Comparatistics for morphoCAs

Differentiations, Developments and Reductions

Dr. phil Rudolf Kaehr

copyright © ThinkArt Lab Glasgow

ISSN 2041-4358

( work in progress, v. 0.1, July 2015 )

Conceptual background

Two main modi of change are considered:

a) differentiations of a pattern of a given complexity,

b) developments of a pattern from one level to another level of complexity.

The reverse movement is implemented as the process of reduction.

The classical approach to cellular automata is covered by a black-and-white universe.

Is there a natural way to a colored and colorful universe out of the established black-and-white universe?

There is without doubt a natural way to reduce a colorful universe into a black-and-white one.

Considering the fact that classical cellular automata are morphogrammatically incomplete it seems to be difficult to develop automata concepts of a higher complexity.

Obviously, every black-and-white pattern might be colored arbitrarily by some voluntary or intuitive interests. But that has nothing to do with a conscious algorithmic approach to complexity/complication of developing patterns.

What is a well known strategy, also applied in similar situations, like many-valued logic, there is always a way to augment complexity in a secondary way. This strategy of complexity augmentation is called here augmentation of complication. Complexity and complication are complementary concepts in a polycontextural systems theory.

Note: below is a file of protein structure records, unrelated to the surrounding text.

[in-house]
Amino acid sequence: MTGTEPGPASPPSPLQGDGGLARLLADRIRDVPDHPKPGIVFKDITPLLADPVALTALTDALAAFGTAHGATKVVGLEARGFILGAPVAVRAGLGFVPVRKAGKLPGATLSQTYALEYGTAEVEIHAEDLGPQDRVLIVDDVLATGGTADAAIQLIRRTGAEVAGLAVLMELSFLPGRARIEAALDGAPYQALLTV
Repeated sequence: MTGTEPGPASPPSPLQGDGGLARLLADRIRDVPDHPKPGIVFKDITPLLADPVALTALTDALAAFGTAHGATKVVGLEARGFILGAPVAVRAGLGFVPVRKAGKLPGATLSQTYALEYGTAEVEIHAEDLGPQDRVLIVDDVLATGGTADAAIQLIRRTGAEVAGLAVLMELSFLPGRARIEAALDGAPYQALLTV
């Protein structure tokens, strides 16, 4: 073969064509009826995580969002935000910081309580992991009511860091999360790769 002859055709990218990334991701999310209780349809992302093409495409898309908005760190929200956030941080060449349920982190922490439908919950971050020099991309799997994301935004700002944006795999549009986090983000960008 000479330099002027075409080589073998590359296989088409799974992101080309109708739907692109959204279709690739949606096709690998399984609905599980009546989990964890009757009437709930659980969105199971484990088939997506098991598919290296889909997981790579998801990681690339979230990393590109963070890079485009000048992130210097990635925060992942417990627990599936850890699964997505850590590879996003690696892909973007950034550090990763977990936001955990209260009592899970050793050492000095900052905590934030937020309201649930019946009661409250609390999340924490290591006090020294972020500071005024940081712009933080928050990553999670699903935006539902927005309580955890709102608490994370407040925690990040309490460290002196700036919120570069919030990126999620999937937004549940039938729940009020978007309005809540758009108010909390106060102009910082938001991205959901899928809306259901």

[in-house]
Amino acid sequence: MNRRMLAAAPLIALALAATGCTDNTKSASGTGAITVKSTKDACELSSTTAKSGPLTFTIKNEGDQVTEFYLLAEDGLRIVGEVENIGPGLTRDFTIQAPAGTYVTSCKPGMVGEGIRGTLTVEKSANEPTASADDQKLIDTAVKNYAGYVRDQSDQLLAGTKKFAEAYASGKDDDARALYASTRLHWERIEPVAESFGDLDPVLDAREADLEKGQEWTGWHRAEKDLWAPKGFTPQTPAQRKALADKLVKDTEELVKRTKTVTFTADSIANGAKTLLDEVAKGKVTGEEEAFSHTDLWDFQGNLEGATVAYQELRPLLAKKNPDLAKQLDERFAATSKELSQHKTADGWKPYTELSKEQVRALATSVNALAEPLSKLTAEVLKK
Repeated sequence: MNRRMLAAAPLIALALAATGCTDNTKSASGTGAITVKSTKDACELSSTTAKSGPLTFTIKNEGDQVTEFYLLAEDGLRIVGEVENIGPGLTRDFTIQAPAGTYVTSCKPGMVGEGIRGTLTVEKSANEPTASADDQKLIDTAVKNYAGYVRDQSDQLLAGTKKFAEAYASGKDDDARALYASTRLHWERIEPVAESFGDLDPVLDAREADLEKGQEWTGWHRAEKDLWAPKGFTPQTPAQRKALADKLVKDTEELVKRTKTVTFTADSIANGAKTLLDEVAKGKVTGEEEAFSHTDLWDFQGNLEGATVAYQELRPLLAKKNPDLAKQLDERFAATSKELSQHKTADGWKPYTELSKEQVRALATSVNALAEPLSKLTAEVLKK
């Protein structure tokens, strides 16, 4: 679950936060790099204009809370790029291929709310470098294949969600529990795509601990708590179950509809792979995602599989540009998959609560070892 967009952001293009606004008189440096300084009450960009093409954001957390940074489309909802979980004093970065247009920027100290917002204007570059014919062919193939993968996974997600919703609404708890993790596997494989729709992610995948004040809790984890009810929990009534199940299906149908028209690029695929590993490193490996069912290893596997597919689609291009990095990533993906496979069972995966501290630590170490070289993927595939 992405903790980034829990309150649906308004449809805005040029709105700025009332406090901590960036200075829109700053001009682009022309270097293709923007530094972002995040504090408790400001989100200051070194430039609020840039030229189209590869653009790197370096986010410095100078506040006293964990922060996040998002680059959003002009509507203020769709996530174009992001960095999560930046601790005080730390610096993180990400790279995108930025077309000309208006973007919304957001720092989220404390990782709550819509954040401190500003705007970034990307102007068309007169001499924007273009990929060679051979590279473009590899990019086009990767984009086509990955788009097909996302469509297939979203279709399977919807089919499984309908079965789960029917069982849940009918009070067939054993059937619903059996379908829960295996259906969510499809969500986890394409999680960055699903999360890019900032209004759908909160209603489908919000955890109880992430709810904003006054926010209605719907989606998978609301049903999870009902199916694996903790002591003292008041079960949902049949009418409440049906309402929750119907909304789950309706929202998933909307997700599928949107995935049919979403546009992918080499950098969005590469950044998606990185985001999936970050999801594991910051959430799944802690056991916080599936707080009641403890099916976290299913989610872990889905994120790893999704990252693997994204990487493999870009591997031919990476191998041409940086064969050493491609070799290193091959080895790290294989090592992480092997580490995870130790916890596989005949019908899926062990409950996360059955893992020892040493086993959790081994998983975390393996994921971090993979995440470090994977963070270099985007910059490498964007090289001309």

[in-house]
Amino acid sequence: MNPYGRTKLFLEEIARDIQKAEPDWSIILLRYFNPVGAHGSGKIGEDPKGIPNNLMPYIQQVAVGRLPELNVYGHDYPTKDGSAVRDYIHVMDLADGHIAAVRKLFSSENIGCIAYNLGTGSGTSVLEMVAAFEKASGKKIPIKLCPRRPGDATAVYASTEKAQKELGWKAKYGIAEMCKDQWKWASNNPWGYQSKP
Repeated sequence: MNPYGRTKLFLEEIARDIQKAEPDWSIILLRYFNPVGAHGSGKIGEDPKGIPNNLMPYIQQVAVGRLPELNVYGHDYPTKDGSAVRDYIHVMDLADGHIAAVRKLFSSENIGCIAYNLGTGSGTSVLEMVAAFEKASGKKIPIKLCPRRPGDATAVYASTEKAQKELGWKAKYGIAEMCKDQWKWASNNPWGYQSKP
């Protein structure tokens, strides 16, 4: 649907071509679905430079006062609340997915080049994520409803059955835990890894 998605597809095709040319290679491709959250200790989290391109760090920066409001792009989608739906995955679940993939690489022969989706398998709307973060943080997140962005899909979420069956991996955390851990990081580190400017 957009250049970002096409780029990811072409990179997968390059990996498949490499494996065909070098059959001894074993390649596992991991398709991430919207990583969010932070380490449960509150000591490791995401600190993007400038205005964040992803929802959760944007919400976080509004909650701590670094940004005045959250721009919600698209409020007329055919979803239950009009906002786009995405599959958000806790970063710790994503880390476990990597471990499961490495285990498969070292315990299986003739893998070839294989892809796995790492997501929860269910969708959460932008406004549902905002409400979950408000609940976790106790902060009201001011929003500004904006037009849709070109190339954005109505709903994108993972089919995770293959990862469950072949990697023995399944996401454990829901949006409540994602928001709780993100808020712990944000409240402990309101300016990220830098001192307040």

The stipulation of polycontextural and morphogrammatic writing is: Complexity first, simplicity last.

“Simplicity is what is left after complexity; not what precedes it.” (Jeff DeGraff)

The exercise shows differentiations of some patterns in the framework of the morphoCAs DCKV-(5,5,5) and morphoCA-(5,4,5) and developments of patterns from to .

Topics are:

overlapping,

mixtures,

parallelism.

Examples

Differentiations between and

Differentiations

Differentiations

Differentiations

Complication of complexity measured by the steps of development

Overlapping

Parallelism

Mixtures